This would mark the beginning of Chip’s mission to create the NFL’s first college all star team. That’s right. If you went to Oregon, you were getting a call from Chip. At the end, nine Eagles players attended college at Oregon. It was nuts. Eagles go 6-9 under Chip, including five embarrassing losses to the Lions, Buccaneers, Dolphins, Cardinals and Redskins by a combined 188-91. 

The question I always ask when a coach leaves….is this team better than when the coach took over? With Chip, the answer is HELL NO! (got it down to 330 words…whew).

nick_saban_2005_11_06

8.  Nick Saban (Career Record: 15-17)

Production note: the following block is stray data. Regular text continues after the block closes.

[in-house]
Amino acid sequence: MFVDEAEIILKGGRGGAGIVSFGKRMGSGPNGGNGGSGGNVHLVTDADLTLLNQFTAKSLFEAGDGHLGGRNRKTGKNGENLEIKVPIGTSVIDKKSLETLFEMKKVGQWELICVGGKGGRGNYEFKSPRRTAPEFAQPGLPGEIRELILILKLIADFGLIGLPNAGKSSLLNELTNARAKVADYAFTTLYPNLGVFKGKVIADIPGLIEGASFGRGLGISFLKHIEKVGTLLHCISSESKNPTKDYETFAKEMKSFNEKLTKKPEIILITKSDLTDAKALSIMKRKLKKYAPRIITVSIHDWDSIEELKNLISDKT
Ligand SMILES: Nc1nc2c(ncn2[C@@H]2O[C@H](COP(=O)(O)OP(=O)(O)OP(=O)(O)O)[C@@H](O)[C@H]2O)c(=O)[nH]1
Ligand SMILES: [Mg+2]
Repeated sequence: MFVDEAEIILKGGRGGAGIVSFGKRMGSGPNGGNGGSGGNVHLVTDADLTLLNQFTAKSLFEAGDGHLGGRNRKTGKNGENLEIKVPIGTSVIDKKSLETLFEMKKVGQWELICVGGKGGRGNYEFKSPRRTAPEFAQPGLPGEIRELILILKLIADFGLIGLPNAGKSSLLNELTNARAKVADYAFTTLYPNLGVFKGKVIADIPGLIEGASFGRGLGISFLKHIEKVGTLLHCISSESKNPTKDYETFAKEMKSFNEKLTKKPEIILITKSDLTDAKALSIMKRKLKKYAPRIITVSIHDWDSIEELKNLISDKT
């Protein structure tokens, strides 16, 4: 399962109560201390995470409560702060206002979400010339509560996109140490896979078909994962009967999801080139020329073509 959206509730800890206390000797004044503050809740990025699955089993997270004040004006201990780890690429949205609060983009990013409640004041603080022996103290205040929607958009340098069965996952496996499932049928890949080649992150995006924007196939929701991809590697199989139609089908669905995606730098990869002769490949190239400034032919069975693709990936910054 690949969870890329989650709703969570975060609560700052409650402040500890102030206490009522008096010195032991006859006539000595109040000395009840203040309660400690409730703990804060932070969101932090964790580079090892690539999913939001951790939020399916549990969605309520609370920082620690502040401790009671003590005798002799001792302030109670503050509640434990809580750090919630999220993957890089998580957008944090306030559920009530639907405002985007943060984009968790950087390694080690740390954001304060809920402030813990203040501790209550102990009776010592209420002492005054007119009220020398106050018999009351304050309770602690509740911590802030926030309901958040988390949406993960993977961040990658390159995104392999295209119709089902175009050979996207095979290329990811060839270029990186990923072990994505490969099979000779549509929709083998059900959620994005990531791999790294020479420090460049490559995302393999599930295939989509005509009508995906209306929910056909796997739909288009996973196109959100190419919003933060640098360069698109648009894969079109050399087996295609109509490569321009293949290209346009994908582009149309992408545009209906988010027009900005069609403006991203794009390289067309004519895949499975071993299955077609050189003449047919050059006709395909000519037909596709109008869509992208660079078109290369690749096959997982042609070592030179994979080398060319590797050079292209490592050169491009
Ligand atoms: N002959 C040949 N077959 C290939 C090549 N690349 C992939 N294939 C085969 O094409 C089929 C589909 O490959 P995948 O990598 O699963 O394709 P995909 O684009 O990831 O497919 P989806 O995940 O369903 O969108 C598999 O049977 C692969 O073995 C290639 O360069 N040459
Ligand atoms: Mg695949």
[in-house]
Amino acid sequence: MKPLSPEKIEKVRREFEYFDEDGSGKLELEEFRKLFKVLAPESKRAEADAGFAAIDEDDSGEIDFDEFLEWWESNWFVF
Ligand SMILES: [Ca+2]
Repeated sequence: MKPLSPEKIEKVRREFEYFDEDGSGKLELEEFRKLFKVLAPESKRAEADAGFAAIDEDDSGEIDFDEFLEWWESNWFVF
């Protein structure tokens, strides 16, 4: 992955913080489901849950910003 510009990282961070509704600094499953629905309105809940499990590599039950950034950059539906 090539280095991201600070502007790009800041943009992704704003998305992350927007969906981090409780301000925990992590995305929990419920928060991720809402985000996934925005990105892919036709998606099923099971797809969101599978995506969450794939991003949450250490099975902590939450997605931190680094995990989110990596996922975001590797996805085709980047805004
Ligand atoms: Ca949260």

This one was tough because I do think he is a great coach and could succeed in the NFL.  The team he took over was a mess.  The quarterback was AJ Feeley and running back was Sammy Morris.  Wannstedt left the cupboard bare, and Saban was still able to start off 9-7 with Gus Frerotte at QB! 

Then the wheels started to come off.  Joey Harrington came on board and became the starting QB. The veteran defense started to tire of the high energy practices.  In the end, Saban got tired of dealing with everything. He’s on this list because he quit on the team for safer pastures. He quickly went back to college to continue his Hall of Fame college career that may end with him being considered the best of all time. 

7. Butch Davis (Career Record: 24-35)

I thought about leaving Butch off because every person to coach the Browns in the last 25 years seems to have a losing record.  This also was an expansion team that won five games in two seasons under the very over matched Chris Palmer.